Brian Wilson’s Wave

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Eager to put together a band to perform the song, Brian called in Al Jardine, a music-loving Hawthorne High classmate who had long pursued Brian about forming a folksinging group. Fourteen-year-old Carl came next, adding his sweet, smooth voice and the growing catalogue of Chuck Berry licks he was learning to play on his guitar. Dennis was the last addition, mostly at the insistence of Audree, who didn’t think it would be fair to leave him out, especially since he’d thought of the whole surfing-tune idea in the first place. The boys rented microphones, drums, amplifiers, and a standup bass and recorded a living-room demo over the Labor Day weekend. The tape impressed Murry enough for him to proclaim himself their manager. Soon the group was in a storefront studio on Melrose Avenue, recording their song for professional release.

Put out in early December, “Surfin’” became a hit in Los Angeles, and equipped with that small triumph, Murry took the band to Capitol Records, which in May 1962 released “Surfin’ Safari,” a more melodic, vividly worded version of “Surfin’.” A pop guitarist named Dick Dale had earlier pioneered instrumental surf music, capturing the energy of the waves in lightning-fast guitar arpeggios and wails, but the Beach Boys were the first band to spin beach life into song.

“Surfin’” and “Surfin’ Safari” took a nearly journalistic approach, describing beach life from the morning’s first surf report to the late-night dance parties on the sand. Later tunes celebrated the scene in greater detail, yet surfing was only one part of the Beach Boys’ California story. The group also produced car songs with a near-erotic level of specificity (“Everything is chrome, man, even my jack.... I’ll let you look, but don’t touch my custom machine”) and songs that made high school a place of personal, romantic, and political drama.

From 1962 through 1965 the group was constantly on the radio—from “Surfin’ USA” to “Fun, Fun, Fun” to “Little Deuce Coupe,” “Don’t Worry, Baby,” and on to “In My Room” and “I Get Around” and “California Girls,” all sparkling songs with a rich vocal blend. On television they were the very image of American youth: clean-cut, vigorous, tanned, ready to take on whatever the world had to offer. “You gotta be a little nuts / But show ‘em now, who’s got guts,” they sang. “Don’t back down from that wave!”

For a nonsurfer like Brian Wilson, who usually relied on lyricists to translate his feelings into words, the beach and the highway served as metaphors for both the pleasure and the fear he felt. Only a very few decades had passed since California’s beaches had been the only home available to penniless immigrants like the Wilsons’ grandfather Buddy and his family, who spent their first weeks in the state huddled in a tent pitched on the sands of Cardiff-by-the-Sea. That Murry’s children could now spend their summers cavorting in the waves testified not only to their own vigor but also to the strength of the society around them. Those neon-lit tales of cars, girls, and sand spoke of a distinctly American Utopia and the endless promise of transformation: “Catch a wave and you’re sittin’ on top of the world.”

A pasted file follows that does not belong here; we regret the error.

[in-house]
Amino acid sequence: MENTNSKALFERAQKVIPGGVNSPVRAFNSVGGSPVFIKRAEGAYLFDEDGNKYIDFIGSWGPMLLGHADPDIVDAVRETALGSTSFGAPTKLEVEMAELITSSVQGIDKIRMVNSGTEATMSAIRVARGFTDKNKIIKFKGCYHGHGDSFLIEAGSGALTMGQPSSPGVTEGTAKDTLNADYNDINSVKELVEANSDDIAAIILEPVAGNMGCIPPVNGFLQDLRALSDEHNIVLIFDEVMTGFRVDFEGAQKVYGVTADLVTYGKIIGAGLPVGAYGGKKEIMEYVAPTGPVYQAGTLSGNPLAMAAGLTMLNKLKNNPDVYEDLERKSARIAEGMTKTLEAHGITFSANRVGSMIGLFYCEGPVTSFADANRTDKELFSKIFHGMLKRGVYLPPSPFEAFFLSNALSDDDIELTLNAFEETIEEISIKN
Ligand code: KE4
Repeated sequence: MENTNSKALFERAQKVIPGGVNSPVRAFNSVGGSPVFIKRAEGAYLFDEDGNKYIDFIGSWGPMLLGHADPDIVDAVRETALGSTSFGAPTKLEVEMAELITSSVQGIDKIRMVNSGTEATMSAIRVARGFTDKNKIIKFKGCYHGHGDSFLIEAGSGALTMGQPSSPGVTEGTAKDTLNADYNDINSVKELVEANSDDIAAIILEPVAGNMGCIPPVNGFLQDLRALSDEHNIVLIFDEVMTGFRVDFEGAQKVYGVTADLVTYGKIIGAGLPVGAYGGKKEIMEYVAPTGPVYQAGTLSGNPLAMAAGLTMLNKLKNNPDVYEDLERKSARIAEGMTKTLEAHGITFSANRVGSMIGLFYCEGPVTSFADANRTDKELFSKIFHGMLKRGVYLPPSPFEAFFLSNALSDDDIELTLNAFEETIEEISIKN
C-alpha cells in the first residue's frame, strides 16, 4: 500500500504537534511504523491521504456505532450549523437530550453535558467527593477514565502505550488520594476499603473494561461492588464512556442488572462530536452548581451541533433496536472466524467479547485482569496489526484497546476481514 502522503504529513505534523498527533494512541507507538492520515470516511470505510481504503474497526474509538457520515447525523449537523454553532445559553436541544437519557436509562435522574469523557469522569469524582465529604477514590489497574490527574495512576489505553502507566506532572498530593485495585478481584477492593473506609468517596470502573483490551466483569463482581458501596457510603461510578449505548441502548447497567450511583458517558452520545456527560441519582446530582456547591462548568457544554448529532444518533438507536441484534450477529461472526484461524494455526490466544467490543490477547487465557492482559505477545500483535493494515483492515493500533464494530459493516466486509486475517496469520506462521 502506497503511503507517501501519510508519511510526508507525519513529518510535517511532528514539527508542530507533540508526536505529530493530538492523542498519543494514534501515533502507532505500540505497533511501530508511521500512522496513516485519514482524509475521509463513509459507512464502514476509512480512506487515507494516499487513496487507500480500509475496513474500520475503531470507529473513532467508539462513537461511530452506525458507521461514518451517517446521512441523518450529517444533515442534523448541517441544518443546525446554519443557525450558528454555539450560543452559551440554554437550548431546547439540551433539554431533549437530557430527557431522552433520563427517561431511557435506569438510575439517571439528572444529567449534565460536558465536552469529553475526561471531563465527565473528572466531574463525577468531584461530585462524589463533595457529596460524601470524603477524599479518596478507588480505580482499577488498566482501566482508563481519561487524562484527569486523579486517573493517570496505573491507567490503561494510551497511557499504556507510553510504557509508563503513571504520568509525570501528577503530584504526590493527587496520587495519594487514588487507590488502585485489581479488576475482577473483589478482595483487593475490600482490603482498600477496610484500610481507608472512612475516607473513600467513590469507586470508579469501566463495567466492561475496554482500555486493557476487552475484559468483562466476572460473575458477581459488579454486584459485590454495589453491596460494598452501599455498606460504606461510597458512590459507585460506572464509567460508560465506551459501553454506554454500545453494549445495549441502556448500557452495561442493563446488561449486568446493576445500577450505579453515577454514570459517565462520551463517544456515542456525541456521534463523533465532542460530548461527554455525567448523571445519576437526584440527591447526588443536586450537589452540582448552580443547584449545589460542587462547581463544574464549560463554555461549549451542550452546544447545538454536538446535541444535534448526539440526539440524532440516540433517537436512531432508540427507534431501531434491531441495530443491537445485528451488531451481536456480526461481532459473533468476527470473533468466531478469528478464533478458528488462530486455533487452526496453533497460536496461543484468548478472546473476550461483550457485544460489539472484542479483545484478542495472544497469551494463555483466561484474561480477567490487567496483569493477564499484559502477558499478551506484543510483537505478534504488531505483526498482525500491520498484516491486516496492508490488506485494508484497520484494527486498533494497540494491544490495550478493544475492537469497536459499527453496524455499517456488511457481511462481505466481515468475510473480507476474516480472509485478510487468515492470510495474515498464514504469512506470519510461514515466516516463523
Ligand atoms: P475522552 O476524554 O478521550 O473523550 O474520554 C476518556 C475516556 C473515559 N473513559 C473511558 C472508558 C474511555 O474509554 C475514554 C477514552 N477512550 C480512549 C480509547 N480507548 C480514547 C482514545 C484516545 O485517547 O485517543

Still, even the most triumphant Beach Boys songs had their undercurrents. In “Don’t Back Down,” big waves “sneak up like a ton of lead,” and cold-hearted women “dig the way the guys get all wiped out.” The ballad “The Warmth of the Sun” (reputedly written the day after John F. Kennedy’s assassination) concedes that “I cried when she said, ‘I don’t feel the same way.’” Brian Wilson’s dream of the West glimmered as not just a possibility but an absolute necessity. “My dad blew my mind,” he said to me a few years ago. “In a very positive way. As a matter of fact, so positive that it scared me to death. If you have a little bit of fear in you, you push harder.”

As the band’s sole composer, arranger, and producer, Brian pushed nonstop to assemble the Beach Boys’ output of up to three original albums and half a dozen singles a year. His strong, bell-like falsetto crowned the group’s vocal blend, and he served as bandleader and bass player on the concert tours. Eventually these pressures—along with the gloom lingering from his childhood—led to his first nervous collapse, at the end of 1964. Delegating tour duties to Brace Johnston, a Los Angeles musician who would remain with the band for most of the next four decades, Brian focused entirely on writing and recording.

Now limited by nothing but his imagination, he crafted pop songs that borrowed as much from Bach and Charles Ives as from Chuck Berry and Phil Spector. “When I Grow Up (to Be a Man)” featured a harpsichord as its lead instrument, while “California Girls” began with an orchestral prelude as spare and stirring as anything by Aaron Copeland, and “The Little Girl I Once Knew” incorporated a calliope-style organ and, more daringly, four-beat pauses that had no precedent in pop music. “Brian was way advanced of what anybody was doing at that point, and I think the Beatles recognized that,” Graham Nash recalled in the mid-1990s, thinking back to his days as a member of the British pop band the Hollies. David Crosby, his future band mate in Crosby, Stills, Nash and Young, reached the same conclusion. “I thought, I give up. I’ll never be able to do that,” he said. “Brian was the most highly regarded pop musician in America, hands down.”